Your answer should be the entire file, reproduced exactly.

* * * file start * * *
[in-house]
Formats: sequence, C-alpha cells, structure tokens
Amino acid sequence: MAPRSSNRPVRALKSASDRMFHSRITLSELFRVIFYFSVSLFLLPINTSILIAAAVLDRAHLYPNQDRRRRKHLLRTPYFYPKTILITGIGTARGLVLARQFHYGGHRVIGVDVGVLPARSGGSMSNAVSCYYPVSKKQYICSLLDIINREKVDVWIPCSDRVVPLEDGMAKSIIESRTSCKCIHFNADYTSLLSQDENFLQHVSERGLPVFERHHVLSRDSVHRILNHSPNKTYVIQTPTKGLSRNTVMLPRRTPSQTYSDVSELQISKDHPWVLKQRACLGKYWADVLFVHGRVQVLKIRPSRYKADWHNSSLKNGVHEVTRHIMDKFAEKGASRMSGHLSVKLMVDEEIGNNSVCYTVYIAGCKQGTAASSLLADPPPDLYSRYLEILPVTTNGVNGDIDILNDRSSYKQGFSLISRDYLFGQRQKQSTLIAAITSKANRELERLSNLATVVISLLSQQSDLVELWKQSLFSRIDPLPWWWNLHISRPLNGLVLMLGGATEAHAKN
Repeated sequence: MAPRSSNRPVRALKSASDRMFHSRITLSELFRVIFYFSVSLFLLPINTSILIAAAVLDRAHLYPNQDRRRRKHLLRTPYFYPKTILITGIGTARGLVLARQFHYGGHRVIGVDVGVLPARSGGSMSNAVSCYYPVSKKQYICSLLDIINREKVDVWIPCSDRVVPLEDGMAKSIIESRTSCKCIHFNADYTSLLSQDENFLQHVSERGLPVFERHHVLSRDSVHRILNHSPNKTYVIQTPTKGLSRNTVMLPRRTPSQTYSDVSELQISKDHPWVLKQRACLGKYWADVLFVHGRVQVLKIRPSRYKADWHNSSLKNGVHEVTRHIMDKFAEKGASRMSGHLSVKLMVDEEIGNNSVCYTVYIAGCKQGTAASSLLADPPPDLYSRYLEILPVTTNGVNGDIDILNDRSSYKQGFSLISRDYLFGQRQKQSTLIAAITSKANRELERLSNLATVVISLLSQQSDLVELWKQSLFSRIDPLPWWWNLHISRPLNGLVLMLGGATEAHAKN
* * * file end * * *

[in-house]
Formats: sequence, C-alpha cells, structure tokens
Amino acid sequence: MAPRSSNRPVRALKSASDRMFHSRITLSELFRVIFYFSVSLFLLPINTSILIAAAVLDRAHLYPNQDRRRRKHLLRTPYFYPKTILITGIGTARGLVLARQFHYGGHRVIGVDVGVLPARSGGSMSNAVSCYYPVSKKQYICSLLDIINREKVDVWIPCSDRVVPLEDGMAKSIIESRTSCKCIHFNADYTSLLSQDENFLQHVSERGLPVFERHHVLSRDSVHRILNHSPNKTYVIQTPTKGLSRNTVMLPRRTPSQTYSDVSELQISKDHPWVLKQRACLGKYWADVLFVHGRVQVLKIRPSRYKADWHNSSLKNGVHEVTRHIMDKFAEKGASRMSGHLSVKLMVDEEIGNNSVCYTVYIAGCKQGTAASSLLADPPPDLYSRYLEILPVTTNGVNGDIDILNDRSSYKQGFSLISRDYLFGQRQKQSTLIAAITSKANRELERLSNLATVVISLLSQQSDLVELWKQSLFSRIDPLPWWWNLHISRPLNGLVLMLGGATEAHAKN
Repeated sequence: MAPRSSNRPVRALKSASDRMFHSRITLSELFRVIFYFSVSLFLLPINTSILIAAAVLDRAHLYPNQDRRRRKHLLRTPYFYPKTILITGIGTARGLVLARQFHYGGHRVIGVDVGVLPARSGGSMSNAVSCYYPVSKKQYICSLLDIINREKVDVWIPCSDRVVPLEDGMAKSIIESRTSCKCIHFNADYTSLLSQDENFLQHVSERGLPVFERHHVLSRDSVHRILNHSPNKTYVIQTPTKGLSRNTVMLPRRTPSQTYSDVSELQISKDHPWVLKQRACLGKYWADVLFVHGRVQVLKIRPSRYKADWHNSSLKNGVHEVTRHIMDKFAEKGASRMSGHLSVKLMVDEEIGNNSVCYTVYIAGCKQGTAASSLLADPPPDLYSRYLEILPVTTNGVNGDIDILNDRSSYKQGFSLISRDYLFGQRQKQSTLIAAITSKANRELERLSNLATVVISLLSQQSDLVELWKQSLFSRIDPLPWWWNLHISRPLNGLVLMLGGATEAHAKN